Diaries of a Plant Powered Dietitian


Easy Mediterranean Couscous Summer Salad

This simple weeknight dinner cooks up in a jiff for light summer fare. The star of the show is couscous, which is a tiny circular pasta made from wheat. Couscous is popular in Turkish, Moroccan, and Mediterranean dishes, and packs a good amount of protein (one cup of cooked couscous contains 6-8 grams of protein). Just like other pastas, whole wheat couscous has a higher fiber content than regular (5-6 grams per cup). Israeli couscous, or pearled couscous, is larger than its tiny counterpart Moroccan couscous, and has a chewier texture. Most of the couscous available in the U.S. is pre-steamed, which means it just needs to be added to boiling water and sit for a few minutes before it's ready to serve. 

I opted to serve this couscous over a bed of spinach and top with sundried tomato and olive tapenade, feta cheese, and a drizzle of oil and vinegar for a heart healthy and quick meal.

For the couscous:


  • 3/4 cup dried Moroccan whole wheat couscous
  • 1 1/4 cup vegetable broth (or water)
  • 1 cup (4-5 oz.) cherry tomatoes, sliced in half
  • 3 cloves garlic, minced
  • ¼ cup fresh parsley, leaves removed from stems and chopped 
  • ¼ cup raw pine nuts
  • 1/2 cup crumbled feta cheese
  • 1 Tbs. olive oil for frying
  • Pinch of salt and pepper
  • Olive oil and balsamic vinegar for drizzling
  • 4 cups fresh spinach leaves


  1. Bring water or broth to a boil; add couscous, cover and remove from heat and let sit 5 minutes before fluffing with a fork.
  2. Meanwhile, sauté the cherry tomatoes and garlic on low heat in a small skillet, until fragrant and softened (about 2-3 minutes). Add to couscous along with the parsley, salt and pepper, and drizzle with olive oil and balsamic vinegar.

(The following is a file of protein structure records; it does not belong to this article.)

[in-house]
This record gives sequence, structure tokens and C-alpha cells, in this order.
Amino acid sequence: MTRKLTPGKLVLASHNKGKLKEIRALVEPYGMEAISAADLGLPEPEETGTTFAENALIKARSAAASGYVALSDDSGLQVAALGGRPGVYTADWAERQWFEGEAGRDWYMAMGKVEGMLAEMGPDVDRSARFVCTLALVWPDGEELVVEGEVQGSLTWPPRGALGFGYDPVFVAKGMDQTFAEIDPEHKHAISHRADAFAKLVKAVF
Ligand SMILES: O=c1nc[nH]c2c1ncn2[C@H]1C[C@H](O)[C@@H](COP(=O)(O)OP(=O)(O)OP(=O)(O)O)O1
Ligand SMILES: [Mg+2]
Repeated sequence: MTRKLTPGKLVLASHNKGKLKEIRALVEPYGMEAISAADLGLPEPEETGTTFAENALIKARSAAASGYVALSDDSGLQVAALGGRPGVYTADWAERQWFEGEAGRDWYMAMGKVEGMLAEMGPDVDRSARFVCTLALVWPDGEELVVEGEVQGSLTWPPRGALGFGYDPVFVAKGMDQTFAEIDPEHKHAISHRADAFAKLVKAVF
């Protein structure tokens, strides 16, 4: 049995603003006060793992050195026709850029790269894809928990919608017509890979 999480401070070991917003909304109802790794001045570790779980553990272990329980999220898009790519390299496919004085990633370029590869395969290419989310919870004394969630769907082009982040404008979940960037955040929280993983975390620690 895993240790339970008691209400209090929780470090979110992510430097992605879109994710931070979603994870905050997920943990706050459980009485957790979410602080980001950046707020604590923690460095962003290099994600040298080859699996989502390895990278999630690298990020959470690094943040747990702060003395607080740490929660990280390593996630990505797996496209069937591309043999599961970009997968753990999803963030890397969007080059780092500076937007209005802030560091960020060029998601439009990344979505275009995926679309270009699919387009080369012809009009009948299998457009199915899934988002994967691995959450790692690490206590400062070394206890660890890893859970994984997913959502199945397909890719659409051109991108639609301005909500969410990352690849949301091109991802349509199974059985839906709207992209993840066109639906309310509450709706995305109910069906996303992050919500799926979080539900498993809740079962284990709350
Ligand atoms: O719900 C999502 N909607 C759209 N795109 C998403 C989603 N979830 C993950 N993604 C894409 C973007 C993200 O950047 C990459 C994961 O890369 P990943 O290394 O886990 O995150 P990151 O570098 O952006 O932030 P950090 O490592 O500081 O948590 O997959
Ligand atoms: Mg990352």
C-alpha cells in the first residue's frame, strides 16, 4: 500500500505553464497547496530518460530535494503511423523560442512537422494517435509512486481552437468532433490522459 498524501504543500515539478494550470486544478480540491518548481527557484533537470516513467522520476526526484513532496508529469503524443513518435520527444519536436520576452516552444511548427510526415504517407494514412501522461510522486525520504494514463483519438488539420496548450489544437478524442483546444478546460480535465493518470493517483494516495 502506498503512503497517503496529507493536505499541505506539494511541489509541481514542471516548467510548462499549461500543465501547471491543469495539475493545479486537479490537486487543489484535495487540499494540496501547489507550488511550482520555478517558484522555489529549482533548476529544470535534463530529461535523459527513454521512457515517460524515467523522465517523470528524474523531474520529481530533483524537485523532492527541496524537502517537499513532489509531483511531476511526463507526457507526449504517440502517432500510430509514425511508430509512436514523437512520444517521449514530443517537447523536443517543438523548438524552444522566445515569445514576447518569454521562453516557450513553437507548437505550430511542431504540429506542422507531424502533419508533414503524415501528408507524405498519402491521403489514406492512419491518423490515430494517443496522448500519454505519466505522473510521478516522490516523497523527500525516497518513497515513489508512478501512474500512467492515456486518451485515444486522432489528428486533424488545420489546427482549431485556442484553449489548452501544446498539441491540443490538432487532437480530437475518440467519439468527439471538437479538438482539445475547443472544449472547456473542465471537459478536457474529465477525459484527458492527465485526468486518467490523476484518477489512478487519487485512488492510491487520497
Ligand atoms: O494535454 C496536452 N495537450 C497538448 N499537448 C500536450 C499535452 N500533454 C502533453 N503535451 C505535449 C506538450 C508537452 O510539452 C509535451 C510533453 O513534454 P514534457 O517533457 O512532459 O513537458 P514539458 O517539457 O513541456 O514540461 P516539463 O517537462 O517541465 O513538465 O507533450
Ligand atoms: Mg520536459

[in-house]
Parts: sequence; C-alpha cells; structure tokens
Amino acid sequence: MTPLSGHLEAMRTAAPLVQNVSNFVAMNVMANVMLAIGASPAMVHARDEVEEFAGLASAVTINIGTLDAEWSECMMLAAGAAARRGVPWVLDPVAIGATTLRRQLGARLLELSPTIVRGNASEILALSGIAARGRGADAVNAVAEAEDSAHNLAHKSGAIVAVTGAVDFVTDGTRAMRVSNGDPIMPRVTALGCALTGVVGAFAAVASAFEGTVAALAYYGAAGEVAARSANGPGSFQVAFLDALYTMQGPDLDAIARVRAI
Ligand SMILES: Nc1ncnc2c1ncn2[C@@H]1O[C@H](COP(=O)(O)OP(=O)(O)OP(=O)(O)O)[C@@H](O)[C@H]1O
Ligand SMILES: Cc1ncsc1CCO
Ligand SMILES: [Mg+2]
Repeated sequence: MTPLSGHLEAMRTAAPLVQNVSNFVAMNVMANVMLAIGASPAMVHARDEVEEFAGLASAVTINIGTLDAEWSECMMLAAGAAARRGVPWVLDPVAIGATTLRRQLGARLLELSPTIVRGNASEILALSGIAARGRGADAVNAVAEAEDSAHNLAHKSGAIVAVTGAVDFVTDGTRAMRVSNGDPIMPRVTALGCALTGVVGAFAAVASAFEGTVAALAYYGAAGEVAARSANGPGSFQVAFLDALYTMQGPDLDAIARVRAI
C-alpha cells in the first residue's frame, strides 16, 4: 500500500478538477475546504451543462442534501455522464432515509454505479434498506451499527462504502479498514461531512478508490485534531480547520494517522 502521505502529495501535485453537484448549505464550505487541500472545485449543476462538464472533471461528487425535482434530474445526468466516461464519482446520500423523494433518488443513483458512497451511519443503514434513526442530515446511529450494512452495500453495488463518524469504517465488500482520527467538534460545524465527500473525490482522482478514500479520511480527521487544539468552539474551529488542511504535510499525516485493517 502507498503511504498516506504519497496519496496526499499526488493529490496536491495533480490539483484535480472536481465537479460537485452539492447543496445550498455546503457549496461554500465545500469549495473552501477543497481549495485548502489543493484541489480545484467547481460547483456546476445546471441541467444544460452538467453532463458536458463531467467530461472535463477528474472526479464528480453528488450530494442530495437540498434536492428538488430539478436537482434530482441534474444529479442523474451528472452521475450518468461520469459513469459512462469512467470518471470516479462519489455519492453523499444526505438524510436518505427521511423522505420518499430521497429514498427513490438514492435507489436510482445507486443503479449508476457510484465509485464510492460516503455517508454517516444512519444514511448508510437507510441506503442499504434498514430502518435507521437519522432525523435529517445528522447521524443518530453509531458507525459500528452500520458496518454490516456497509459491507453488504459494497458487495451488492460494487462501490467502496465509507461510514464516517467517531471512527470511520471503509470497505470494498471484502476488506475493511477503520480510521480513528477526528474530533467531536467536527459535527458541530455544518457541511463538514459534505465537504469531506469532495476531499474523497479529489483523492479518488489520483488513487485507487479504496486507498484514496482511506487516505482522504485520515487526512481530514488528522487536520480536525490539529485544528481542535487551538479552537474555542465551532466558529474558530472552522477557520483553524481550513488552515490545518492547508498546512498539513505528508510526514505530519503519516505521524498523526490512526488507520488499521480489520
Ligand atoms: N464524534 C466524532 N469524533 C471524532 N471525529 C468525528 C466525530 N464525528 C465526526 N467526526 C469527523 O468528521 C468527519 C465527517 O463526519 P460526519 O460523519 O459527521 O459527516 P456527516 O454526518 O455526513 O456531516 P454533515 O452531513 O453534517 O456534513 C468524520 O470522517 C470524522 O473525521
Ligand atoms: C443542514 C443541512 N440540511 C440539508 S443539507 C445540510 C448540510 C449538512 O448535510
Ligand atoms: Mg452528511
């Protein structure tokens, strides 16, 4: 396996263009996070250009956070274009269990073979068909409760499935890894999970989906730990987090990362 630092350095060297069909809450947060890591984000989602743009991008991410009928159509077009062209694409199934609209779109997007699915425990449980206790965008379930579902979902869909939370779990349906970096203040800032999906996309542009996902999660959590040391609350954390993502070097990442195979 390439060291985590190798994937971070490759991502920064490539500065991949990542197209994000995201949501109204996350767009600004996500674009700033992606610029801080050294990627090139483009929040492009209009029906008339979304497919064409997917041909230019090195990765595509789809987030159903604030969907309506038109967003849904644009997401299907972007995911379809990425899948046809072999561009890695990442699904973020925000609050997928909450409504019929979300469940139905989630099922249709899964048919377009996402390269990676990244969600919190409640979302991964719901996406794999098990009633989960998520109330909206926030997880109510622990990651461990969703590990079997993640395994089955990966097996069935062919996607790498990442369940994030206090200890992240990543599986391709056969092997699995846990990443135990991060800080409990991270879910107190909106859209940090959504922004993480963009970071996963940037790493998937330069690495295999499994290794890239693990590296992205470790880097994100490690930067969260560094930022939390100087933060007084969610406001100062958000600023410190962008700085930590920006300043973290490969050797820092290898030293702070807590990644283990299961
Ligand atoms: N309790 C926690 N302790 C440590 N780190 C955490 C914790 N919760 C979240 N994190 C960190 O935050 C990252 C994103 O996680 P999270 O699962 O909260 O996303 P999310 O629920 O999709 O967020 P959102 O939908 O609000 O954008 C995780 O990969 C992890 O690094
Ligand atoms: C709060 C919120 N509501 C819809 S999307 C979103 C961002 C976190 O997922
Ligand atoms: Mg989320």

3. Using the same skillet as the tomatoes/garlic, toast the pine nuts over medium high heat for 1-2 minutes until golden brown. Be careful not to burn. Add to the couscous and mix well.
  4. Arrange couscous over a bed of fresh spinach and top with olive tapenade (see recipe below), feta and an extra drizzle of balsamic and olive oil, if desired. 

For the sundried tomato and olive tapenade:



•    1 cup pitted olives (I used a medley of black, green, and Kalamata olives)
•    3/4 cup sundried tomatoes in oil (drained off the oil)
•    2 Tbs. reserved oil from the sundried tomatoes
•    2 Tbs. capers (drained)
•    1 Tbs. finely minced fresh basil (about 5-6 leaves)
•    1 clove garlic, roughly chopped
•    1 Tbs. freshly squeezed lemon juice
•    1 tsp. 100% pure maple syrup (note: do not use the “fake” maple syrups, AKA high fructose corn syrup, or this will alter the flavor. The maple syrup cuts some of the brininess).

Directions: Combine all ingredients in a food processor, immersion blender, or regular blender and pulse gently until it forms a thick paste. Store in an airtight container for up to 2 weeks in the fridge.